Updated: November 5, 2013 3:36PM
CROWN POINT — The Board of Zoning Appeals on Oct. 28 gave a favorable recommendation to the City Council to allow Crown Legacy Development to build a commercial venture on residentially-zoned land within the Sportsplex on North Street. The council approved the project Monday.
Todd Kleven, vice president of Hawk Development, presented the plan to the BZA.
Just like the karate school located within the Sportsplex, the property will be owned by the developer. This property has been for sale for two years by the city and Crown Legacy has an agreement to purchase the land for a two-story building. Kleven said each story will be 8,000 sq. ft.
While the final plans are still in the works for this building Kleven did show a tentative lot layout. Formal drawings will be presented for approval at the Plan Commission.
Kleven said, “We just awarded the contract to the architect last week.” Right now they are looking at matching the brick and limestone that are on the new adult softball stadium.
There will be two separate entrances and exits.
The agreement on this property is that any business going into this building must be sports related.
Mayor Dave Uran had sent a letter to the BZA to be read into the record with these restrictions to be made part of the plat for this lot.
“As we continue to develop this campus there is a need to have a nice mix of private to public partnerships. With that being said, we are looking for private partners that will complement the investments at the Crown Point Sportsplex. I have listed several types of ‘Special Uses’ that would be appropriate to locate on this campus and maintain the spirit of the city’s vision,” wrote the mayor.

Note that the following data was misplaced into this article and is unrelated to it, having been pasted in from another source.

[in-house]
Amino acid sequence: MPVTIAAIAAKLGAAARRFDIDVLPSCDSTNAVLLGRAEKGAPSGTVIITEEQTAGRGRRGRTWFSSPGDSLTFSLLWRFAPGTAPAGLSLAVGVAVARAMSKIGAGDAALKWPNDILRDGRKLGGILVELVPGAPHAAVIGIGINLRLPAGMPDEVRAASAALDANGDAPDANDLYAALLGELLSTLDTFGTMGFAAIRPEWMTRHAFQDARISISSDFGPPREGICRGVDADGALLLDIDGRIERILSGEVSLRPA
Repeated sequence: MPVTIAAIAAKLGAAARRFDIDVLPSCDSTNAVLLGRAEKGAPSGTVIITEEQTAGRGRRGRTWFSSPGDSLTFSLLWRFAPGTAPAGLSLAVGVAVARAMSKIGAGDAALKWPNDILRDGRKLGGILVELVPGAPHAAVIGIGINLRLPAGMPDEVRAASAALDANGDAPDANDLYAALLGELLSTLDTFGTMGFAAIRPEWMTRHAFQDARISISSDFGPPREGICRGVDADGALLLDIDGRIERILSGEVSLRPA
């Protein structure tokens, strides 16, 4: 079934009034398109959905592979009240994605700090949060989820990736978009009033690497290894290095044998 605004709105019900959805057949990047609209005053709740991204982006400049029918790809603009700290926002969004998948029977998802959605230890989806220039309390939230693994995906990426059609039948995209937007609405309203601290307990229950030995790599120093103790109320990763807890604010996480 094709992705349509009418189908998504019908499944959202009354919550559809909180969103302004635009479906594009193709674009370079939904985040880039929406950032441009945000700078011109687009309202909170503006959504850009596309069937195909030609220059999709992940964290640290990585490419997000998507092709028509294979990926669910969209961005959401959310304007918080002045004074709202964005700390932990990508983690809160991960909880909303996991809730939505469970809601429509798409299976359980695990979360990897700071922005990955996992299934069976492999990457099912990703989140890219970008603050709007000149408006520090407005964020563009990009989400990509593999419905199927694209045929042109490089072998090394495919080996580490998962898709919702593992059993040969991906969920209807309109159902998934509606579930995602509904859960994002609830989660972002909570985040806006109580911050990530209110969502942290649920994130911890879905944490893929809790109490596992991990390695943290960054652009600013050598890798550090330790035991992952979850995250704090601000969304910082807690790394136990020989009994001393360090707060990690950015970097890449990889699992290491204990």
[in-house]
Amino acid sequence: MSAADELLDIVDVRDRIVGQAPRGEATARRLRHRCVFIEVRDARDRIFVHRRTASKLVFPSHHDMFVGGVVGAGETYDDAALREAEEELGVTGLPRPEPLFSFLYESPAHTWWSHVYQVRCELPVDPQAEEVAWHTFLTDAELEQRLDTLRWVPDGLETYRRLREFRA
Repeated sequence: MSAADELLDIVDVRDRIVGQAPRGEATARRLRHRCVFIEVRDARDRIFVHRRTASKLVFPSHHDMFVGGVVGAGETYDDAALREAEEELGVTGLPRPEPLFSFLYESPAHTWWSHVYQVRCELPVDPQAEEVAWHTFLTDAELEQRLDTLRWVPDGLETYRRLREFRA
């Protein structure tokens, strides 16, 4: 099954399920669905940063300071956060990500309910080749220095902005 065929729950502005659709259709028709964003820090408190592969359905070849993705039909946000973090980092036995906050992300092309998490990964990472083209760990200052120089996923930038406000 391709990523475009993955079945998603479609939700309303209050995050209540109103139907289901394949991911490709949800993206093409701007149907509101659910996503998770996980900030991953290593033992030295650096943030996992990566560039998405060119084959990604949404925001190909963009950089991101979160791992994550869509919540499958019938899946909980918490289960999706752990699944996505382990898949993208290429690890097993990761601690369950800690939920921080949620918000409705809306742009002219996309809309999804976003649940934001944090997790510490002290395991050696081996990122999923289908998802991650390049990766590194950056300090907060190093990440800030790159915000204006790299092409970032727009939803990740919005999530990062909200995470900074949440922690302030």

The kinds of business that he asked for are: commercial retail, including sporting goods, apparel and memorabilia; and professional services including sports medicine and rehabilitation, athletic training, marketing management and sports photography.
Uran asked the BZA to use this list as a tool in making its decision and if they decided to recommend the variance to include those standards in it “finding of fact” that are part of any motion they make.
“Any uses proposed beyond the scope of these recommendations, if accepted by the BZA, will have to come back for approval,” said BZA attorney Joe Irak.
BZA member Alda Vellutini asked about the possibility of a food business, but Kleven noted that would compete with the Sportsplex concessions.
Kleven told the BZA that if anyone had asked a few years ago if he would be proposing a commercial building with so many restrictions, he would have said no. Now he and Jim Hawk think this is their way to give back to the city.